Keeping true to his gender-neutral fashion sensibilities ever since he first unveiled his label at Lakmé Fashion Week Gen Next Winter/Festive 2017 show, Sumiran Kabir Sharma’s ‘Anaam’ brand had made critics take special note of his Agender creative path. The “Behrupiya” that inspired his collection was a look that moved smoothly between sexes. As always, Sumiran’s garments had many lives and forms, so he ensured that his current collection would appeal to buyers who are as free spirited, expressive and Avant Garde as his inspiration.

Bloni by Akshat Bansal

bloni

For Akshat Bansal the environment, nature and biological effects have always been of utmost importance ever since he presented his ‘Bloni’ label at Lakmé Fashion Week Winter/Festive 2017 Gen Next Show. Akshat’s collection once again sent out a strong social message with his “Neutral Human” collection. Akshat presented equality and regenerate gender norms along with his aim for neutral sustainability that sent a tough message to eliminate plastic. Akshat therefore selected econyl, wool, organza and worked with tie and dye, as well as ombré dyeing. The mainstay of the collection was the indigenous techniques that were cleverly merged with western silhouettes to offer a gender-neutral line of clothing.

Bobo Calcutta by Ayushman Mitra

ayushman

ayushman1When the ‘Bobo Calcutta’ label by Ayushman Mitra unveiled its collection last season during Lakmé Fashion Week Summer/Resort 2018 Gen Next Show, it was a riot of ultimate, graphic, embellishments that amazed the audience.

This season Ayushman’s ‘Bobo Calcutta’ brand with the quirky title “Ludicrous Legacy” hoped to communicate the fun element of making individual choices, and ludicrous legacies that are left behind. The total clash of fabrics and colours was the highpoint of the collection, as the heavily multi-coloured, embroidered, tunics, shorts, coats, and cowl neck shirts, caused a colour riot. The sequinned dress layered with a light, flowing jacket, both floor length were in intensely, hued, abstract, motifs were ideal Agender options.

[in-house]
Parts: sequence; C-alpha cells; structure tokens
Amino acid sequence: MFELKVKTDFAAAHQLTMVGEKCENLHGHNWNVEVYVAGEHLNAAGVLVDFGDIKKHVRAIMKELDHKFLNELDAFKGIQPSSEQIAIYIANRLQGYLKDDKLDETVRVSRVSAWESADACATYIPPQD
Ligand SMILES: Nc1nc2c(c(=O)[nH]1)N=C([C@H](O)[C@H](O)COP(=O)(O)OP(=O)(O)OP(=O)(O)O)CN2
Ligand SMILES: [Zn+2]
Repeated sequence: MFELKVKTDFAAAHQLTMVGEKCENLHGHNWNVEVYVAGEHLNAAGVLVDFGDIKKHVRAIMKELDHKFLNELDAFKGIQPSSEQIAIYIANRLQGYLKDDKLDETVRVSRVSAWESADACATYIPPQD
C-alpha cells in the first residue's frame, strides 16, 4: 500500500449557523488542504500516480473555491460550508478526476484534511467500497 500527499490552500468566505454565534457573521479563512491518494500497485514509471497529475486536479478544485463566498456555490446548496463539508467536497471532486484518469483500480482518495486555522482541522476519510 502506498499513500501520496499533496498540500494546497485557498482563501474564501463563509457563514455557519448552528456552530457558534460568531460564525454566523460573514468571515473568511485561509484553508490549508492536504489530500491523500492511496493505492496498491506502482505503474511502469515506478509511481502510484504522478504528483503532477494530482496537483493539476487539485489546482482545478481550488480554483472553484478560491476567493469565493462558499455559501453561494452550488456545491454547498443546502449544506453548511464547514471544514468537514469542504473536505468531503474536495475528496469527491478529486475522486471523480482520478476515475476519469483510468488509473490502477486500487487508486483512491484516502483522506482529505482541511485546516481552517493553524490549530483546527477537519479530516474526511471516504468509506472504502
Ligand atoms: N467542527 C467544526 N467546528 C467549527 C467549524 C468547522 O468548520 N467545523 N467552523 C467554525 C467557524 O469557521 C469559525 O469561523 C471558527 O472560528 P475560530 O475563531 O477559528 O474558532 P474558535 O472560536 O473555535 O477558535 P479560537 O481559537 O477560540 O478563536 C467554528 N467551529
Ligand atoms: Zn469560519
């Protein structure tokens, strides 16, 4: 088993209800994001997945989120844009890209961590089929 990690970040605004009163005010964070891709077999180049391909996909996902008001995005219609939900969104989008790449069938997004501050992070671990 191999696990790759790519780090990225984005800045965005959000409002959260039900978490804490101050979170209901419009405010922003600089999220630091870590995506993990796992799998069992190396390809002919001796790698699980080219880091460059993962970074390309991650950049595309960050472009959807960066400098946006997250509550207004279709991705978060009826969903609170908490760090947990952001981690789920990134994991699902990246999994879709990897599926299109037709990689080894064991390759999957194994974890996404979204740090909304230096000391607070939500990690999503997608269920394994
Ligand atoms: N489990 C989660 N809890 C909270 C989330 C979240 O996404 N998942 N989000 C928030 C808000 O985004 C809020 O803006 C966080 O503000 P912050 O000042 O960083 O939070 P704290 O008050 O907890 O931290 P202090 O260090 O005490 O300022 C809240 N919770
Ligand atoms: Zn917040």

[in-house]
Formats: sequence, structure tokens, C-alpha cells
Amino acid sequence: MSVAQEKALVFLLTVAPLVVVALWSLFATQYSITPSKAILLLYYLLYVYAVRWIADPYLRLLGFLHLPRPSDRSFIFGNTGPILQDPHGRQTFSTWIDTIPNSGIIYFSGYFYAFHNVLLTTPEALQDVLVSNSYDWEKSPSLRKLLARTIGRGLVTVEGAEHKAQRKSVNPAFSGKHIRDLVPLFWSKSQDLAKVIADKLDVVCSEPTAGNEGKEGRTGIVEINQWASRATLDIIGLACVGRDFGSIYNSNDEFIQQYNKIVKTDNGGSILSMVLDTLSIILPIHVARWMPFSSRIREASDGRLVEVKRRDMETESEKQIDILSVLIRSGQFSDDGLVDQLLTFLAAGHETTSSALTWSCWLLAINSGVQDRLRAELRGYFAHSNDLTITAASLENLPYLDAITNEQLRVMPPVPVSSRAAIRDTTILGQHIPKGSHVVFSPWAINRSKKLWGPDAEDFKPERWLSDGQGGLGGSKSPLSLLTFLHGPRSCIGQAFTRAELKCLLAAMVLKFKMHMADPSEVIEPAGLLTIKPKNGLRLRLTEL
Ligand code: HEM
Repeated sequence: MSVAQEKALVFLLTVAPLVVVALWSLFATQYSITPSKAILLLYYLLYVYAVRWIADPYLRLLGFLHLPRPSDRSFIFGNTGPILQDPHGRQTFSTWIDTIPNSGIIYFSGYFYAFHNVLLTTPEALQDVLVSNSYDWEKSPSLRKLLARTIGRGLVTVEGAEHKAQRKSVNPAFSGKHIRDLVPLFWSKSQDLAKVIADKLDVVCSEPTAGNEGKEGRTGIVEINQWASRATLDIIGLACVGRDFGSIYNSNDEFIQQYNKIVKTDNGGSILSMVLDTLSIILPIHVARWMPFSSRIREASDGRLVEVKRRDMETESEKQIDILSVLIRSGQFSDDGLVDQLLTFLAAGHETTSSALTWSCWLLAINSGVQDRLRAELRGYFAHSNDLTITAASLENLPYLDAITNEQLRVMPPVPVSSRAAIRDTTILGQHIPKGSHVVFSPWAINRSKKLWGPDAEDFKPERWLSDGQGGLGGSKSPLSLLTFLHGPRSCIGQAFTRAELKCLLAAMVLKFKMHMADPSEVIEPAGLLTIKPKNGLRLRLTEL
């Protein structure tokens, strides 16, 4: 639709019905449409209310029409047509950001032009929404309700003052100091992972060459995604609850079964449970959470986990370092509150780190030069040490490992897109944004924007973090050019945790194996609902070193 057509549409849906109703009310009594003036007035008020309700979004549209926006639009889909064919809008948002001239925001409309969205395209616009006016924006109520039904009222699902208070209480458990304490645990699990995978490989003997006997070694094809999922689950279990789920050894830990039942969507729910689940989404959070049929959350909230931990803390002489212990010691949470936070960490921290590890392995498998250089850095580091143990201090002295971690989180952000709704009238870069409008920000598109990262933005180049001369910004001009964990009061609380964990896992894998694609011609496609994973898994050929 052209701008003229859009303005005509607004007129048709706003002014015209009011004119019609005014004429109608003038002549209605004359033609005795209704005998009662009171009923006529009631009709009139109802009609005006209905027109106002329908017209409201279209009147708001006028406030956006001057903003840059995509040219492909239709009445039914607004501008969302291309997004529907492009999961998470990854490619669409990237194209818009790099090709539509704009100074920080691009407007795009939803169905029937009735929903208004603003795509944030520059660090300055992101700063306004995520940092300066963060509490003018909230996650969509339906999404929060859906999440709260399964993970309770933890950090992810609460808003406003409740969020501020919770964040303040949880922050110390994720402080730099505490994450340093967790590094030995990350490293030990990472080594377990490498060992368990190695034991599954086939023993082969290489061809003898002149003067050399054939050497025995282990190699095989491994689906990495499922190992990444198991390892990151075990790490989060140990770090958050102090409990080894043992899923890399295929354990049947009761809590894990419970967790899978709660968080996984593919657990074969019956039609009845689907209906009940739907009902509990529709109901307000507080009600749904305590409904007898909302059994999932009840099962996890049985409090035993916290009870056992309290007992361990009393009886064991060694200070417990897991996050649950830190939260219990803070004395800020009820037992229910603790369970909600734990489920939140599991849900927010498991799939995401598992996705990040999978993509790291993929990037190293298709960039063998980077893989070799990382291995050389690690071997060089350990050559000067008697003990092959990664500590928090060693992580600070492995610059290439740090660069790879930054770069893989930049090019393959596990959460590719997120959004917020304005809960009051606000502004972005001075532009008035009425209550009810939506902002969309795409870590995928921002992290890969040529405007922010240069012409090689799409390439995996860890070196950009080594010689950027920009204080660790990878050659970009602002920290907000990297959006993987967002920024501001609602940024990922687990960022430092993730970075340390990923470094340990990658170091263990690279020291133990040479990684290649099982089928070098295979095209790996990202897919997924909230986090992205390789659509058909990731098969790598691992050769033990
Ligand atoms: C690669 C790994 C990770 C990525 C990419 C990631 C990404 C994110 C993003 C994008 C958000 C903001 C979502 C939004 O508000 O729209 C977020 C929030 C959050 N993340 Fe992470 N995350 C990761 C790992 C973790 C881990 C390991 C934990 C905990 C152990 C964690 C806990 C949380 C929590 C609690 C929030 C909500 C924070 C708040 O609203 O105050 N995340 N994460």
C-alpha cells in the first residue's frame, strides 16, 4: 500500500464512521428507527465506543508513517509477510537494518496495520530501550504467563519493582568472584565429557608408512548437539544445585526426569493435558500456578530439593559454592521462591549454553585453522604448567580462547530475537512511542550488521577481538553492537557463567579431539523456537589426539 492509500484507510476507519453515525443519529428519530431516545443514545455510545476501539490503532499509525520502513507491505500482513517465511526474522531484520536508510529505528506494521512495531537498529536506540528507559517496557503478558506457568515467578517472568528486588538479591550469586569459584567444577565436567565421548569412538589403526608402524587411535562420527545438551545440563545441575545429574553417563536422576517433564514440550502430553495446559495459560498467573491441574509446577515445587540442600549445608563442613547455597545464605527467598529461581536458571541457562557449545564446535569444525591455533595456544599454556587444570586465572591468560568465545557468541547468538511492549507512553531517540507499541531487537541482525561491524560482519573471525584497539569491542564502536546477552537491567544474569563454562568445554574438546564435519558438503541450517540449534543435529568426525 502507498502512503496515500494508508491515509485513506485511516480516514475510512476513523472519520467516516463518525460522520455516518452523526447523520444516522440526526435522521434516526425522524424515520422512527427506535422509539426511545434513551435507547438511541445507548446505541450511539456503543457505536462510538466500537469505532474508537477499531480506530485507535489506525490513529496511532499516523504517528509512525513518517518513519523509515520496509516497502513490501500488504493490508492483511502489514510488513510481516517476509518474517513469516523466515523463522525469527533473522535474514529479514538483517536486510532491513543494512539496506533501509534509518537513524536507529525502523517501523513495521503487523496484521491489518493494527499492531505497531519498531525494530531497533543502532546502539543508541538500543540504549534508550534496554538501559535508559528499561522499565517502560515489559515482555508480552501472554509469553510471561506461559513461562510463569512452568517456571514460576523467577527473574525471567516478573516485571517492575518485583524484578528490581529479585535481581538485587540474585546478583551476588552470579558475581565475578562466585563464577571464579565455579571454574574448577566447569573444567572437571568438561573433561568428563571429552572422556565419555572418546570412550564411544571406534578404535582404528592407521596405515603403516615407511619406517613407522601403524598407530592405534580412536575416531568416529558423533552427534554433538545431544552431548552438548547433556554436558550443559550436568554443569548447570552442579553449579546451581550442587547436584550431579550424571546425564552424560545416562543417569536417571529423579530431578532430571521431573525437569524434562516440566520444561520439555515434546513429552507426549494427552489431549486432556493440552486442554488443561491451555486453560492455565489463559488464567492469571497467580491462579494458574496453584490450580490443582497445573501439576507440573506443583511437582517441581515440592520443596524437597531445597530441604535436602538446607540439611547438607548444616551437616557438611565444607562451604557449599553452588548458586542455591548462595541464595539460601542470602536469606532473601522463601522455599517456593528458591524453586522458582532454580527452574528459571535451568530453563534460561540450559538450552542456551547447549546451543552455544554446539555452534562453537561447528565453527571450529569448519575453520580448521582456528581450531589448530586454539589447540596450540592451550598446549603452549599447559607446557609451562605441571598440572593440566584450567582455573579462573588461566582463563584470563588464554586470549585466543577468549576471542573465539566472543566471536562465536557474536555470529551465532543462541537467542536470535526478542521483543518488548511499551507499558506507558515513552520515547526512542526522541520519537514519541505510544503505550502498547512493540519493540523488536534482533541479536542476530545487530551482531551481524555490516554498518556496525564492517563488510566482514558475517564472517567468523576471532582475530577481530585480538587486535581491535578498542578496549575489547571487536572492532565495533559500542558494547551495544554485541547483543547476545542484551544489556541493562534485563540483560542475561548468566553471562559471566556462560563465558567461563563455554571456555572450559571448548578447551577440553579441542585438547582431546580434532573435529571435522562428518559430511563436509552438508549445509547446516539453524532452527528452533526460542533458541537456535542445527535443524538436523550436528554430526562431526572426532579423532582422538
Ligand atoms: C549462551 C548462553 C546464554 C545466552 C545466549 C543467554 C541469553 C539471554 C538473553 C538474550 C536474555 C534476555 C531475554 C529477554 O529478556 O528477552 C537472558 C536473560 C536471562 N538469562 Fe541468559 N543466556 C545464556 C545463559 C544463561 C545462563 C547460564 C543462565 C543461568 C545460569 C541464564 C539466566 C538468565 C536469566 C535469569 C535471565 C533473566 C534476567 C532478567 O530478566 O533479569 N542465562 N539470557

The Pot Plant by Resham Karmchandani and Sanya Suri

resham

resham1When ‘The Pot Plant’ label by Resham Karmchandani and Sanya Suri made its debut at the Gen Next show Lakmé Fashion Week Summer/Resort 2017, their fuss free, zero waste, collection was an intriguing gender fluid line. ‘The Pot Plant’ once again displayed this season easy separates and coordinates called “100% Human” but ensured that they were not static within the gender norms. Inspired from by-lanes of Bhuj, the colour card was navy, grey, green and white with gender-neutral drapes in Khadi and Chanderi blends. The kedia angarkhas were striking with oversized circles and multiple lines as well as the draped pant sari. Clamp dyeing, Bandhani and hand painted surface ornamentation signalled that fashion needed to move out of the constrained areas but should remain true to craft and garments that stayed away from gender specifics.